RV Camping Travelog
Exploring the Nebraska Panhandle
Our RV camping travels take us to new and interesting places, and our trip through the Nebraska panhandle was no exception! Besides great campsites, there is a national forest to explore, state parks, wildlife areas, historic sites, and at least one tourist attraction that is unique.
Our trip started in Colorado at Ft Morgan’s Riverside Park about 90 miles northeast of Denver. This city park sits on the north side of I-76 and offers free RV and tent camping with trash and 20 amp electricity. Donations are accepted. The park features barbecue grates, playground, tennis courts, disc golf, swimming pool, and sports fields. Lot’s of shade trees, and close to the South Platte River. The campground is near I-76 so it may be noisy. We were there in hot weather and ran our RV air conditioning so the noise was not a factor. Map to campground.
Heading northeast from Ft Morgan, Colorado on I-76, we turned north at Sterling and took Colorado highway 113 north. This road becomes Nebraska highway 19, and goes into Sidney, Nebraska. (There is a Colorado rest area at Sterling with dump station, water, and trash).
In Sidney, we recommend a trip to Cabela’s. This sporting goods shop has a vast selection of fishing, hunting, and other sporting goods. The store is huge, and features museum-quality animal displays, large aquariums and animal mounts in realistic habitat displays. Cabela’s also has an RV park on the grounds, as well as a free RV dump station.
Inside Cabela’s – Sidney, Nebraska – Photo courtesy Flickr.com – Overduebooks
Heading north from Sidney on US 395, our overnight RV camping site is only 45 miles away at the Bridgeport State Recreation Area. This state recreation area is great for fishing, swimming, and boating. There are 3 lakes, one allows personal watercraft and water skiing, while the other two lakes are reserved for non powered boats. Fishing is allowed in all 3 lakes, and the overnight camping rate is $10. Campsites are well separated with most having a barbecue grill and picnic table. There is a swimming beach.
A short 12 mile trip west of Bridgeport on US 26 will take you to Chimney Rock National Historic Site. One of the most famous landmarks of the American west, this 325 foot tall spire is visible for miles.
Another 20 miles west on Nebraska highway 92 is the Scottsbluff National Monument. 3000 acres of unusual geologic formations tower above the prairie. Located along the Oregon Trail, there are hiking trails and scenic drives.
Heading north about 50 miles from Bridgeport on US 395, you will come to the town of Alliance, and the famous Carhenge. This unusual sculpture replicates England’s Stonehenge with a slightly different medium. It’s free to visit, and is open 24 hours a day, 365 days a year. Daytime hours are the best to visit. There is no camping on the property, but campgrounds are available in nearby Alliance.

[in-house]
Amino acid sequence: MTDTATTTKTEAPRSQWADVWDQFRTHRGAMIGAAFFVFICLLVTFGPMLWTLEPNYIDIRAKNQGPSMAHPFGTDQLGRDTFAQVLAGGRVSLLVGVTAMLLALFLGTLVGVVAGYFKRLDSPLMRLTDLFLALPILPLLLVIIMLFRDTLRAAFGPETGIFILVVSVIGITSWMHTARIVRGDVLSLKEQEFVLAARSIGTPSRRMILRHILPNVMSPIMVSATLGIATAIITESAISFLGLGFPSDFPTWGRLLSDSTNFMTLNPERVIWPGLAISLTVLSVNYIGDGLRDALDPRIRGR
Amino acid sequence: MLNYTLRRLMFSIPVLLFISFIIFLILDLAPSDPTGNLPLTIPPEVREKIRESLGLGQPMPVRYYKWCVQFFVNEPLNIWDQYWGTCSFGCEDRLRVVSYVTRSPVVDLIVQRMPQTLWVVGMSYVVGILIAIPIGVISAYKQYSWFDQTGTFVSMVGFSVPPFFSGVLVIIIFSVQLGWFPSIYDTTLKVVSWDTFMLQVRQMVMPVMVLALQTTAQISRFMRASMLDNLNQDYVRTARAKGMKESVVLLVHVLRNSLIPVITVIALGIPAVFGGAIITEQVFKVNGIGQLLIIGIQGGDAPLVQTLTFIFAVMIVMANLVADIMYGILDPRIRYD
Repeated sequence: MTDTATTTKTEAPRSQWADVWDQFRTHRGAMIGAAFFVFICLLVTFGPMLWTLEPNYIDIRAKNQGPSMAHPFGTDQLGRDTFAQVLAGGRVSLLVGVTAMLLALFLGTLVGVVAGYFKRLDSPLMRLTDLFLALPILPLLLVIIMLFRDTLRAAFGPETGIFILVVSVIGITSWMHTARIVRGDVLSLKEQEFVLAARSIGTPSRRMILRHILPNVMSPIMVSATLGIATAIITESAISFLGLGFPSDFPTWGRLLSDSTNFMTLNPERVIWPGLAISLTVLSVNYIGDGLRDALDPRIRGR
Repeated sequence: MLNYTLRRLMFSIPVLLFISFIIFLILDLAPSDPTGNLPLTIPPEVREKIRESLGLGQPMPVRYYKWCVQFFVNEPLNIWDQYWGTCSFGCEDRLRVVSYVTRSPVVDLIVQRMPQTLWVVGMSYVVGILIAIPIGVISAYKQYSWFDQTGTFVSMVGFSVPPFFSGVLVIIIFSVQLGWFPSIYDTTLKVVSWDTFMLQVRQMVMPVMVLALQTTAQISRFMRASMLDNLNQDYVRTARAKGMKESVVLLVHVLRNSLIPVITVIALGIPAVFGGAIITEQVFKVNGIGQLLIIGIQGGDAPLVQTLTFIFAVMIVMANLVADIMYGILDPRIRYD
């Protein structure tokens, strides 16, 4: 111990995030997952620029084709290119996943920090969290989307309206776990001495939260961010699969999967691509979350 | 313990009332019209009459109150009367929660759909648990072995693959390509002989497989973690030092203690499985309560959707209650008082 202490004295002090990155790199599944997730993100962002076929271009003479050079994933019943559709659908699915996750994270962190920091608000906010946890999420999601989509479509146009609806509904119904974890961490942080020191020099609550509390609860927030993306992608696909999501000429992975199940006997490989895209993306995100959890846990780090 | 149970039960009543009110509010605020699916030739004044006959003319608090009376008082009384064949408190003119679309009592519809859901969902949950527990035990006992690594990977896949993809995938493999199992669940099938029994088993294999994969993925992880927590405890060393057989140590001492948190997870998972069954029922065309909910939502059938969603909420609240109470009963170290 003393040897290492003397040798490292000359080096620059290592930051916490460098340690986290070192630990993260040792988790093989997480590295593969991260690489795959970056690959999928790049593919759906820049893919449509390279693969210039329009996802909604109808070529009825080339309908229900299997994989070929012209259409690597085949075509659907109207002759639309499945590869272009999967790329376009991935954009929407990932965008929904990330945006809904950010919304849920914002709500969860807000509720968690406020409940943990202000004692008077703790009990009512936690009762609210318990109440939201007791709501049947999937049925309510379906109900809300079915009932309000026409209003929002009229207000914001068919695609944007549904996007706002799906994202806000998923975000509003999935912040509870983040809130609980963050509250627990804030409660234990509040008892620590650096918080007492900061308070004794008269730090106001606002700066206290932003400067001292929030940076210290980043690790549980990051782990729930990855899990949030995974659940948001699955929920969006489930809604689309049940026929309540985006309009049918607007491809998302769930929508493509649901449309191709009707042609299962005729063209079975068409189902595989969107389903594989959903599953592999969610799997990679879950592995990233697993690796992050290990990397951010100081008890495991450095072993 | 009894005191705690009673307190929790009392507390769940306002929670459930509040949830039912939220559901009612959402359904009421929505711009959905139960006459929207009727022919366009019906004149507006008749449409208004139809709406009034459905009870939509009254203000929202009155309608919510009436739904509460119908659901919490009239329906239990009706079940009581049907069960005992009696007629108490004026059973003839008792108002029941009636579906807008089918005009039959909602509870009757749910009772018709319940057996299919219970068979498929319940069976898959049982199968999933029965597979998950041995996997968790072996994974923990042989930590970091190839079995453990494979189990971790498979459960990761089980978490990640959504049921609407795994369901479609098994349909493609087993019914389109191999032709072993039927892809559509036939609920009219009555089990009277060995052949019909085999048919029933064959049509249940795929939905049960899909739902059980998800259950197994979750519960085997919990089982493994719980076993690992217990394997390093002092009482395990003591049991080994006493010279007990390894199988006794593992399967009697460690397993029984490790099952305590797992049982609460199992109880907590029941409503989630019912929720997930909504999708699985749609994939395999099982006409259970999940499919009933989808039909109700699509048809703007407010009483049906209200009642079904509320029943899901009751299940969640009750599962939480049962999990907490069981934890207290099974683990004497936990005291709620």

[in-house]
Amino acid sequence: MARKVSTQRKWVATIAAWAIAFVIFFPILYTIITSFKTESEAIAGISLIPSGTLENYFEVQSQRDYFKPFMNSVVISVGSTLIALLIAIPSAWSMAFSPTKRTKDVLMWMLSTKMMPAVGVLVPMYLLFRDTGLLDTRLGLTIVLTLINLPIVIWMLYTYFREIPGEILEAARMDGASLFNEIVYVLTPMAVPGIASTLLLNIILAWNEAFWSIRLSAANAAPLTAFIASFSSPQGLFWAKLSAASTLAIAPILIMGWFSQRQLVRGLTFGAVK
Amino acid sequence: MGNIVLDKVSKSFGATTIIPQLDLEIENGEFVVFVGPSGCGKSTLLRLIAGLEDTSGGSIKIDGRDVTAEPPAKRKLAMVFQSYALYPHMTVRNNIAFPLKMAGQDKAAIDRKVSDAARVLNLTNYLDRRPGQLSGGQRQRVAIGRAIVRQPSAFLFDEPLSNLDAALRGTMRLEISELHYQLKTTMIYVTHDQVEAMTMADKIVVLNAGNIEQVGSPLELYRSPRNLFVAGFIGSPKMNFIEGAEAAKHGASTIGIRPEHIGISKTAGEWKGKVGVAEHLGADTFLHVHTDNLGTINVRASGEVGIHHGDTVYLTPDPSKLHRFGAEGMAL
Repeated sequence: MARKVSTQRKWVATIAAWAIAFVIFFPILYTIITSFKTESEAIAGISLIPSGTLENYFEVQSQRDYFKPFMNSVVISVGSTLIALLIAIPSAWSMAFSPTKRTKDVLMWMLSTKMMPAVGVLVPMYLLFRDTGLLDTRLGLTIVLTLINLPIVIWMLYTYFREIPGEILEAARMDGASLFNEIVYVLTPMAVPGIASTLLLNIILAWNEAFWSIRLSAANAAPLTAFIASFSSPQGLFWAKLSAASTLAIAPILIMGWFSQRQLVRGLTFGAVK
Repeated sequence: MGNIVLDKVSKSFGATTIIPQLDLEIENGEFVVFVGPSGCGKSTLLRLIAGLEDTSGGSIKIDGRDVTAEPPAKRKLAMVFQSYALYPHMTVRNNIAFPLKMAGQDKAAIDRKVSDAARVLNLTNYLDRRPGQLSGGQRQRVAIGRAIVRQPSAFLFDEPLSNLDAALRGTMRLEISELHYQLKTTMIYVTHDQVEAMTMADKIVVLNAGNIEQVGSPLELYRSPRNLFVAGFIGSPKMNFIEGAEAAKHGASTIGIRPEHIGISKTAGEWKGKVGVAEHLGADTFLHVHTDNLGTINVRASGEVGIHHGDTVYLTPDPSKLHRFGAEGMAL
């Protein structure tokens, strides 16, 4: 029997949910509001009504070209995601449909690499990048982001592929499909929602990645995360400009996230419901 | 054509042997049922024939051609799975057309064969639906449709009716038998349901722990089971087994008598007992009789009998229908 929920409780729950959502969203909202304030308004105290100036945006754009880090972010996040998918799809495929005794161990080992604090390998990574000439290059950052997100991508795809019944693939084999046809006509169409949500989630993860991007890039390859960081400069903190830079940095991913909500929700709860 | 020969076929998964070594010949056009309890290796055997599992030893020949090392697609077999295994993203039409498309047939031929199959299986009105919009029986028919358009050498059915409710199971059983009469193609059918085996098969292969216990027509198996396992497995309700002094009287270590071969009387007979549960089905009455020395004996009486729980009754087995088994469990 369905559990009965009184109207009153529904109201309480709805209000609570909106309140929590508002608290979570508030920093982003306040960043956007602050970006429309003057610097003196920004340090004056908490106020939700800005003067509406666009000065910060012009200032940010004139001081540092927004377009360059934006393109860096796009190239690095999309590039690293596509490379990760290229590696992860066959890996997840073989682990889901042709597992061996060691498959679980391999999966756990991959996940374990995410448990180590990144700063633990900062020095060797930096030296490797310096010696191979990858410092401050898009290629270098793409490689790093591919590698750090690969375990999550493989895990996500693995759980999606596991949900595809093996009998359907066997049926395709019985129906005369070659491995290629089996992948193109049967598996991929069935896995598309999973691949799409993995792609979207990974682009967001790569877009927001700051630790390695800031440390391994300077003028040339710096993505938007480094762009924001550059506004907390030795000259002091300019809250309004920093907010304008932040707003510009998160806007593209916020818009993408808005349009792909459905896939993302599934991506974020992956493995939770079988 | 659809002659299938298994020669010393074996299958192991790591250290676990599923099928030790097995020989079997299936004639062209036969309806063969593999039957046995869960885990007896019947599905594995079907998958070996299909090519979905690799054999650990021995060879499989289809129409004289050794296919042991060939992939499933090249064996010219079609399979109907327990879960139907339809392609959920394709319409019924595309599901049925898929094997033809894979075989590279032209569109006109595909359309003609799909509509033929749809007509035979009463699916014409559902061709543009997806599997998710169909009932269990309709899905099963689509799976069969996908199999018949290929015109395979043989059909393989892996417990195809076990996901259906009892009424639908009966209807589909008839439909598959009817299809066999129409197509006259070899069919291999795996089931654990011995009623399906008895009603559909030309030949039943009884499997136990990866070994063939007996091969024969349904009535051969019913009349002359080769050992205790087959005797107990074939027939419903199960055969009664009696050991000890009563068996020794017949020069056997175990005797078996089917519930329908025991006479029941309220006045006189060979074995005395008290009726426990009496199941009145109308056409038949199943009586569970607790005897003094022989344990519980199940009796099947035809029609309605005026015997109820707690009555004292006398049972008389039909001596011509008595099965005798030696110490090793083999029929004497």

Heading north from Alliance on US 395 will take you to the Nebraska National Forest, and Chadron State Park. Two areas of the Nebraska National Forest were hand planted, and a tree nursery still operates providing seedlings for forest expansion. Dispersed RV camping (boondocking) is permitted in the Nebraska National Forest, but finding these areas can be difficult. There is a lot of private land mingled with the forest, so you will need a detailed forest map showing the forest boundary to find boondocking locations. The picture below was taken from our boondocking location during a storm. We were foolish and didn’t get a good picture of the area, but vista’s of the surrounding prairielands available, as well as some great secluded campsites. This campsite is about 1000 feet above the surrounding prairie.
Within the Nebraska National Forest is Chadron State Park. This 972 acre park offers hiking, fishing, paddle boats, campground store, horseback riding, and of course RV camping. The campground has 70 sites, all with 30 amp electric RV hookups. Chadron State Park Video Tour.
Heading west from Chadron on US 20, you will come to one of Nebraska’s favorite state parks. Fort Robinson State Park has more than 22,000 acres of great scenery, history of the old west, unusual lodging, RV camping and buffalo and longhorn herds managed within the park. Fort Robinson State Park video tour.
One more interesting area to see in the area is Toadstool Geologic Park. This area is also called the Nebraska Badlands, and features sandstone formations, and numerous fossil sites under current excavation. Off the beaten path, but worth the drive. Dispersed camping is available as this is a National Grassland administered area.
We had a great time visiting and RV camping in the scenic and historic panhandle of Nebraska!